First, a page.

[Hymenolepis diminuta] [Hymenolepis nana]
Hymenolepiasis is caused by two cestodes (tapeworm) species, Hymenolepis nana (the dwarf tapeworm, adults measuring 15 to 40 mm in length) and Hymenolepis diminuta (rat tapeworm, adults measuring 20 to 60 cm in length). Hymenolepis diminuta is a cestode of rodents infrequently seen in humans and frequently found in rodents.
Eggs of Hymenolepis nana are immediately infective when passed with the stool and cannot survive more than 10 days in the external environment . When eggs are ingested by an arthropod intermediate host (various species of beetles and fleas may serve as intermediate hosts), they develop into cysticercoids, which can infect humans or rodents upon ingestion and develop into adults in the small intestine. A morphologically identical variant, H. nana var. fraterna, infects rodents and uses arthropods as intermediate hosts. When eggs are ingested (in contaminated food or water or from hands contaminated with feces), the oncospheres contained in the eggs are released. The oncospheres (hexacanth larvae) penetrate the intestinal villus and develop into cysticercoid larvae . Upon rupture of the villus, the cysticercoids return to the intestinal lumen, evaginate their scoleces , attach to the intestinal mucosa and develop into adults that reside in the ileal portion of the small intestine producing gravid proglottids . Eggs are passed in the stool when released from proglottids through its genital atrium or when proglottids disintegrate in the small intestine . An alternate mode of infection consists of internal autoinfection, where the eggs release their hexacanth embryo, which penetrates the villus continuing the infective cycle without passage through the external environment . The life span of adult worms is 4 to 6 weeks, but internal autoinfection allows the infection to persist for years.
Eggs of Hymenolepis diminuta are passed out in the feces of the infected definitive host (rodents, man) . The mature eggs are ingested by an intermediate host (various arthropod adults or larvae) , and oncospheres are released from the eggs and penetrate the intestinal wall of the host , which develop into cysticercoid larvae. Species from the genus Tribolium are common intermediate hosts for H. diminuta. The cysticercoid larvae persist through the arthropod’s morphogenesis to adulthood. H. diminuta infection is acquired by the mammalian host after ingestion of an intermediate host carrying the cysticercoid larvae . Humans can be accidentally infected through the ingestion of insects in precooked cereals, or other food items, and directly from the environment (e.g., oral exploration of the environment by children). After ingestion, the tissue of the infected arthropod is digested releasing the cysticercoid larvae in the stomach and small intestine. Eversion of the scoleces occurs shortly after the cysticercoid larvae are released. Using the four suckers on the scolex, the parasite attaches to the small intestine wall. Maturation of the parasites occurs within 20 days and the adult worms can reach an average of 30 cm in length . Eggs are released in the small intestine from gravid proglottids that disintegrate after breaking off from the adult worms. The eggs are expelled to the environment in the mammalian host’s feces .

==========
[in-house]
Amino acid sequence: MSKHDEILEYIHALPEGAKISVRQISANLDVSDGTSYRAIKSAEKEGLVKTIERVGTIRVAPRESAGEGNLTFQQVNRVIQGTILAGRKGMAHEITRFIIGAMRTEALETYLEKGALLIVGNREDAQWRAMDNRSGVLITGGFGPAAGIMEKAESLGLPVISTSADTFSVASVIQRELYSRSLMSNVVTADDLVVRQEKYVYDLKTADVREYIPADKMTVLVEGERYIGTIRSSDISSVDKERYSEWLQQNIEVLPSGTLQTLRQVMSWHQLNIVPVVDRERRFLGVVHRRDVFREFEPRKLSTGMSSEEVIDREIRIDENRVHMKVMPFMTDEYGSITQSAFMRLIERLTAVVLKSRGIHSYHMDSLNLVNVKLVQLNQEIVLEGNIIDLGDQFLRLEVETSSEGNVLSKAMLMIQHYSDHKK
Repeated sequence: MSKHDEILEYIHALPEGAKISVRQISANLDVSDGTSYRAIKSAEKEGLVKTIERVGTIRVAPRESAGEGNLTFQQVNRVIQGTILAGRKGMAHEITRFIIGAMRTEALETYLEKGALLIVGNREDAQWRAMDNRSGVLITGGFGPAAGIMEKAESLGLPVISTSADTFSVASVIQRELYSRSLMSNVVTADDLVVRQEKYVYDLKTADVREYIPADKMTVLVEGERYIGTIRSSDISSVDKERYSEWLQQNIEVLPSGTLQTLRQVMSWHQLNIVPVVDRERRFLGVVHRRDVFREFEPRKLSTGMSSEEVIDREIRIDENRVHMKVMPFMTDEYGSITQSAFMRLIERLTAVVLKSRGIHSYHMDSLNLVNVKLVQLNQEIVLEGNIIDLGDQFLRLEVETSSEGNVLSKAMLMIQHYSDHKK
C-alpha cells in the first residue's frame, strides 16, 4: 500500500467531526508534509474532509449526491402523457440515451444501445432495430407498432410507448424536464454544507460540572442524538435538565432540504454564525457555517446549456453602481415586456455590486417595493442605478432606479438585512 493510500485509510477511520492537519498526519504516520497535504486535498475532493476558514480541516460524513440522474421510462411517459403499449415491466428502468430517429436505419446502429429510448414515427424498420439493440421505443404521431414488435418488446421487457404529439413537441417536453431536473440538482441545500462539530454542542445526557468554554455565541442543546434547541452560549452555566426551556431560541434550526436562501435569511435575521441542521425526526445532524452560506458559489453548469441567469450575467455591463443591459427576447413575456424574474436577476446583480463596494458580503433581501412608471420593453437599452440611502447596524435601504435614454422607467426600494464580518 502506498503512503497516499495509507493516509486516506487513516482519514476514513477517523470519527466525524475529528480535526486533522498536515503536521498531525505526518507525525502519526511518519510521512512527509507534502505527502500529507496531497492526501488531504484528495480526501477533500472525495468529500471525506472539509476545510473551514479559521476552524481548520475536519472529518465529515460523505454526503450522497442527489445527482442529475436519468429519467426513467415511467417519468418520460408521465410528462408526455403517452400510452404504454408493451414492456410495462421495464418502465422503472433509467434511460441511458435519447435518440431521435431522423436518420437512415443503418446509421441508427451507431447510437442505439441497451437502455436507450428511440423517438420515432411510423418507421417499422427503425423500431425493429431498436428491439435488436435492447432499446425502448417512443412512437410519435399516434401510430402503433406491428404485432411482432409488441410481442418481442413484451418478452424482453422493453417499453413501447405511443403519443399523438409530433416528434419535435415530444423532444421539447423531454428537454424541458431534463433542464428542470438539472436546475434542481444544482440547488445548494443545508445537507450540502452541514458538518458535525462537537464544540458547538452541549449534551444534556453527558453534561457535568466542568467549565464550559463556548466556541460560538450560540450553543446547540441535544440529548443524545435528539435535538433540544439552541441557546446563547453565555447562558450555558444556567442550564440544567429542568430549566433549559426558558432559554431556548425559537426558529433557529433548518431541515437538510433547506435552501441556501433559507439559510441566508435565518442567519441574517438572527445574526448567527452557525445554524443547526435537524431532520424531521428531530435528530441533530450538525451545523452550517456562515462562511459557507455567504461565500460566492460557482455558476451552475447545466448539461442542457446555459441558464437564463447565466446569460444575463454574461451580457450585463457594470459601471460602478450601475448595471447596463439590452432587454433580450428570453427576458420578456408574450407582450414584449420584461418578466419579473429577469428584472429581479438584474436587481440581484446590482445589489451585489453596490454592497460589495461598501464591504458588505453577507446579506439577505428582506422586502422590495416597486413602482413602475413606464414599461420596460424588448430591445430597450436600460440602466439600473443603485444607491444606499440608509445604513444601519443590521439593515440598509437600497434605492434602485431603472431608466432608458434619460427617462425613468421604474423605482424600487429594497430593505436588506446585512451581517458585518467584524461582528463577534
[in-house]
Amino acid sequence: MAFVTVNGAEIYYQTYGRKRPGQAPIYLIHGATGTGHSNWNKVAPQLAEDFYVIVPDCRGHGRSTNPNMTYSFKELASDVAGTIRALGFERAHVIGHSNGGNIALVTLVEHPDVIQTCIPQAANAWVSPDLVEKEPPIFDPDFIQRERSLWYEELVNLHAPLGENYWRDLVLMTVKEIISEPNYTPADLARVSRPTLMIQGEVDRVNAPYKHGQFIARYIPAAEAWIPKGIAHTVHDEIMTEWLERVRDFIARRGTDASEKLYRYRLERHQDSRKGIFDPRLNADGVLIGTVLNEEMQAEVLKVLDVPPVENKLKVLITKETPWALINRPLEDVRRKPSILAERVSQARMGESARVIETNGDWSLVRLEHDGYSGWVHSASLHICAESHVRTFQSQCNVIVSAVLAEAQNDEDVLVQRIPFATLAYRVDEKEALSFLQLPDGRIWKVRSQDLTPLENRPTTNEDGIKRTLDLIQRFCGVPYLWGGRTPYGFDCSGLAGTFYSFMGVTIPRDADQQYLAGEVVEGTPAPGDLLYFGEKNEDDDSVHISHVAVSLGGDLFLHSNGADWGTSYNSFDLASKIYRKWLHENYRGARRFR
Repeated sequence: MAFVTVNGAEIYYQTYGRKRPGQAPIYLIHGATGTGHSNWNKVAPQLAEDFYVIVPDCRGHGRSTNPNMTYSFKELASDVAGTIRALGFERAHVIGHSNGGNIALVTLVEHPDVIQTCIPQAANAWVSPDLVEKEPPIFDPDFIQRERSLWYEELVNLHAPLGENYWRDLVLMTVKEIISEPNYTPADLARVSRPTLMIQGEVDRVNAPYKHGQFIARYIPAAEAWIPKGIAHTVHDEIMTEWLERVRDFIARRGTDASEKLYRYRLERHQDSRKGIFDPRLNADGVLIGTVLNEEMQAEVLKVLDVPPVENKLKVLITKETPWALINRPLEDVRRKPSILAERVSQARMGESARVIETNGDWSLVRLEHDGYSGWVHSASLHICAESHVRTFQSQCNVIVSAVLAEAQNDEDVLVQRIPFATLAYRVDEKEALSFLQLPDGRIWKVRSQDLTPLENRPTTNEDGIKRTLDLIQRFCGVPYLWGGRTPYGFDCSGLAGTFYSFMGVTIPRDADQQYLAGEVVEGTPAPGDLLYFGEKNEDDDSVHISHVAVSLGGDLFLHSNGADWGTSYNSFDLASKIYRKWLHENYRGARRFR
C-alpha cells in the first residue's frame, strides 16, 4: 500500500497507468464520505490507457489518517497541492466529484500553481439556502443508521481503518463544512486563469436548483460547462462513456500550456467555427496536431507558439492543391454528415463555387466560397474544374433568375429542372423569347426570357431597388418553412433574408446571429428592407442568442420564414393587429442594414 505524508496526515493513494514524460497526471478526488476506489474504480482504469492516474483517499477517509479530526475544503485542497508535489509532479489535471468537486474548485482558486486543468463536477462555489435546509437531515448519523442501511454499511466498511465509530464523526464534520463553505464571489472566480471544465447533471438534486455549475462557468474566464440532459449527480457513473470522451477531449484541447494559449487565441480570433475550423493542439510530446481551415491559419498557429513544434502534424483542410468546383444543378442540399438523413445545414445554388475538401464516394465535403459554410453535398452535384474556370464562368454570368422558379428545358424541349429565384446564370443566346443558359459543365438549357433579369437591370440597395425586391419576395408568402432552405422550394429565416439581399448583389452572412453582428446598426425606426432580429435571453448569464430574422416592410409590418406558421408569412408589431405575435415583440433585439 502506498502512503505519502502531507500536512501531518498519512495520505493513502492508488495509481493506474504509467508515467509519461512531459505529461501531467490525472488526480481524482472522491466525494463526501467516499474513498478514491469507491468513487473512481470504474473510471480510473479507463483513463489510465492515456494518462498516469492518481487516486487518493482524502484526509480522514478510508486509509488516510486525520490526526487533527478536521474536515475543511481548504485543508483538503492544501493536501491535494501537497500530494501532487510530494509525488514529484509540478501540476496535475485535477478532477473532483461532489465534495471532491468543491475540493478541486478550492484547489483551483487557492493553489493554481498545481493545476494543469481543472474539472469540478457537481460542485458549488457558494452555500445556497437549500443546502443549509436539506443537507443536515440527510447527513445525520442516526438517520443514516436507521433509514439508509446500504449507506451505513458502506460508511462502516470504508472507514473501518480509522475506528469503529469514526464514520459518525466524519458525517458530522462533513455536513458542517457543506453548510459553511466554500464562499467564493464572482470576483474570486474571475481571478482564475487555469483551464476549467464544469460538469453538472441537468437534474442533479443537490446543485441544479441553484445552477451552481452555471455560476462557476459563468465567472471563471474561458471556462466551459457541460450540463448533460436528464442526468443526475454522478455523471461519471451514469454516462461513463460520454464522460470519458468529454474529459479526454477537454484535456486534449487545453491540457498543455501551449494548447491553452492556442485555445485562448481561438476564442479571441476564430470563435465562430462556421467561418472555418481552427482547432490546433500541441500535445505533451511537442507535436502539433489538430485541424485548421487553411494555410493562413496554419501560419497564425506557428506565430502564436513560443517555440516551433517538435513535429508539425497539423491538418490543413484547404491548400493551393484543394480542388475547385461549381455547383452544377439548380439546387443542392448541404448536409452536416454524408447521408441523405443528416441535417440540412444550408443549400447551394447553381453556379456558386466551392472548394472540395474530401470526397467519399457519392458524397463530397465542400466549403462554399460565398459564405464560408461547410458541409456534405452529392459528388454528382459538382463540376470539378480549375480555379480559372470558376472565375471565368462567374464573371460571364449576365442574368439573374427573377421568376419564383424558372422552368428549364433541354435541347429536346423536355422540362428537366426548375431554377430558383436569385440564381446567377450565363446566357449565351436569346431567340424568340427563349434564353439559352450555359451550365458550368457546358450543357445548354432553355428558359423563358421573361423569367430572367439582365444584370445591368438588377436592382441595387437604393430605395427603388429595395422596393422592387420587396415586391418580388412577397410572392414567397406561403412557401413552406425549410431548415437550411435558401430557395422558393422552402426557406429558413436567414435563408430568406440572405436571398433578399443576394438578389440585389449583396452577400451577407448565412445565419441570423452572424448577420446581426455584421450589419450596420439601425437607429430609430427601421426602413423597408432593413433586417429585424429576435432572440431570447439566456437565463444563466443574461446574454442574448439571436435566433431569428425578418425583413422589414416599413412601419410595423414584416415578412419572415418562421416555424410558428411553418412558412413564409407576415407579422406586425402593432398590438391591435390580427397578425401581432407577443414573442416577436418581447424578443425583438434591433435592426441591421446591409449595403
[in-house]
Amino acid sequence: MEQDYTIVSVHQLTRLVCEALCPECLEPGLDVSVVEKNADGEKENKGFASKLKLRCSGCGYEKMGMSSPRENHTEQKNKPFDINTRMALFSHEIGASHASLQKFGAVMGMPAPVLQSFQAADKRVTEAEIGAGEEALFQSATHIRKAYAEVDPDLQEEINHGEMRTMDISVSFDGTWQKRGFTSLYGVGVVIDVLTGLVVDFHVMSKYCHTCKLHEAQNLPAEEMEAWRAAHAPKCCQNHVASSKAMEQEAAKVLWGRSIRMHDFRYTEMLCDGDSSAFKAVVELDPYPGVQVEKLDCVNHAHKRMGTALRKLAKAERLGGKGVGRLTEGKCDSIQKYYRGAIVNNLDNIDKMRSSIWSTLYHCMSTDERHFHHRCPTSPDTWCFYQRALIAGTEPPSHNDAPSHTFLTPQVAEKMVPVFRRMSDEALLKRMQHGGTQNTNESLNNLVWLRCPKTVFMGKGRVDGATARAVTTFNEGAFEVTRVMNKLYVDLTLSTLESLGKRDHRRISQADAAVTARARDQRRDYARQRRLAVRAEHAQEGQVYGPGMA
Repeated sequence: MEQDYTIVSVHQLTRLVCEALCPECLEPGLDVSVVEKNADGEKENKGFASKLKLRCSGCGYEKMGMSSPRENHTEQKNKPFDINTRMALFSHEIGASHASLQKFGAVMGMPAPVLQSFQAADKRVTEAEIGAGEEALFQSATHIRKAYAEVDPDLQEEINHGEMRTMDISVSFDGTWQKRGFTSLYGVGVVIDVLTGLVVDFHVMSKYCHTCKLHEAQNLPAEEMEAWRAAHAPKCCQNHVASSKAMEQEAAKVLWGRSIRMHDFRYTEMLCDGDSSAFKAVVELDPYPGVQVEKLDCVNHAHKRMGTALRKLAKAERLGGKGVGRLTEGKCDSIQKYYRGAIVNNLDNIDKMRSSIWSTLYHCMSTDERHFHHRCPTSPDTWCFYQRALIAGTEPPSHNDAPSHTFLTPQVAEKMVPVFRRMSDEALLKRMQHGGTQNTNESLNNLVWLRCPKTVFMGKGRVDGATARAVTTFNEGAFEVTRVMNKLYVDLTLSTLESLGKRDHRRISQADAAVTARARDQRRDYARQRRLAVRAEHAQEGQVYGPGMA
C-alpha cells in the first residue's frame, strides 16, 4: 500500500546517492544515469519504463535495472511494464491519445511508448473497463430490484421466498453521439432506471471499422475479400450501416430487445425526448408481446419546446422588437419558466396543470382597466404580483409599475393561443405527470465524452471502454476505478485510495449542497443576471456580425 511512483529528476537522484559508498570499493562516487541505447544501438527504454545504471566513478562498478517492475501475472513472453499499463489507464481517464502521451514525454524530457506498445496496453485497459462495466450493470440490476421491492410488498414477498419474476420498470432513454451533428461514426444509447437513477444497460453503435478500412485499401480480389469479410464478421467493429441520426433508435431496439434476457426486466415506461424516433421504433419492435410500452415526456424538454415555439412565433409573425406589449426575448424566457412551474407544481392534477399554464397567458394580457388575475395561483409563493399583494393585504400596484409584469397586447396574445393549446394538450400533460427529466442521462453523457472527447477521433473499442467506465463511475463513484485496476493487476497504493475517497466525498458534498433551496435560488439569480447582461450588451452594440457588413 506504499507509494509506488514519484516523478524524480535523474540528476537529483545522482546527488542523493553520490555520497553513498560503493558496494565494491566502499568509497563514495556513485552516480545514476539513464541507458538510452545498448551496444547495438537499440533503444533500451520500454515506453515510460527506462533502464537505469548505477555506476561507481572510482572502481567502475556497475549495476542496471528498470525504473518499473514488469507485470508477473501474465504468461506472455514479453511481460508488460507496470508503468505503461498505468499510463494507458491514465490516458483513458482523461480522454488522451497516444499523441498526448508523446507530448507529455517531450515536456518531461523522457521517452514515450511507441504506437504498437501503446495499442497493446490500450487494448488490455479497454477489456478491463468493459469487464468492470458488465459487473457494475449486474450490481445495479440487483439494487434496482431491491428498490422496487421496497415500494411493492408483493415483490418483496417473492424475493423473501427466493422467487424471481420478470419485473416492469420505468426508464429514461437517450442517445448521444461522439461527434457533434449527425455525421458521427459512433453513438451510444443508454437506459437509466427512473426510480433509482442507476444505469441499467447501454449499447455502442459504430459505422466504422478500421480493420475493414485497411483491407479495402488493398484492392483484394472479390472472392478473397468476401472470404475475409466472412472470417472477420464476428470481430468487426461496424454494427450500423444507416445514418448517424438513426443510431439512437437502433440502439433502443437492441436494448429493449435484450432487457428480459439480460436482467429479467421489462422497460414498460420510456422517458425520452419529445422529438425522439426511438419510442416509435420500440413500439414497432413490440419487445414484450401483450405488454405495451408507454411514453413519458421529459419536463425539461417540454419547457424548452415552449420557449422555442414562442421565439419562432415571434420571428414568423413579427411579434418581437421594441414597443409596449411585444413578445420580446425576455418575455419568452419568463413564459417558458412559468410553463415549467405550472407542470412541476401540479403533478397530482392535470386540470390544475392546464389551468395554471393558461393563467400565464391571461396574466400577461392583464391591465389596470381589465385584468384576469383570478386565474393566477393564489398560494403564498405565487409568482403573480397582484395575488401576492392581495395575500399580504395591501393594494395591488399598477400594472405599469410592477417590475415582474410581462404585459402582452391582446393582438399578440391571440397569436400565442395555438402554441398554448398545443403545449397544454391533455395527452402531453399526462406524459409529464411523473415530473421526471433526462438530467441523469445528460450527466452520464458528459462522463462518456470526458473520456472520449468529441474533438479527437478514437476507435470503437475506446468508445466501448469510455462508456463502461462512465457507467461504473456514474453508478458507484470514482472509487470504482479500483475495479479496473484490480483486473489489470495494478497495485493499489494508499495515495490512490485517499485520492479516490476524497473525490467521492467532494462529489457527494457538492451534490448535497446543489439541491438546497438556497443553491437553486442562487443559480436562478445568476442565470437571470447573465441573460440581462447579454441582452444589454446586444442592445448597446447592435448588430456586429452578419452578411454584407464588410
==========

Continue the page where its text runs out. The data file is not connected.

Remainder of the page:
Hymenolepis nana is the most common cause of all cestode infections, and is encountered worldwide. In temperate areas its incidence is higher in children and institutionalized groups. Hymenolepis diminuta, while less frequent, has been reported from various areas of the world.
Hymenolepis nana and H. diminuta infections are most often asymptomatic. Heavy infections with H. nana can cause weakness, headaches, anorexia, abdominal pain, and diarrhea.
Hymenolepis diminuta eggs in wet mounts.
Hymenolepis nana egg in wet mounts.
Hymenolepis nana eggs, zinc PVA trichrome stain.
Intermediate hosts of Hymenolepis spp.
The diagnosis depends on the demonstration of eggs in stool specimens. Concentration techniques and repeated examinations will increase the likelihood of detecting light infections.
Treatment information for hymenolepiasis can be found at: https://www.cdc.gov/parasites/hymenolepis/health_professionals/index.html
DPDx is an educational resource designed for health professionals and laboratory scientists. For an overview including prevention, control, and treatment visit www.cdc.gov/parasites/.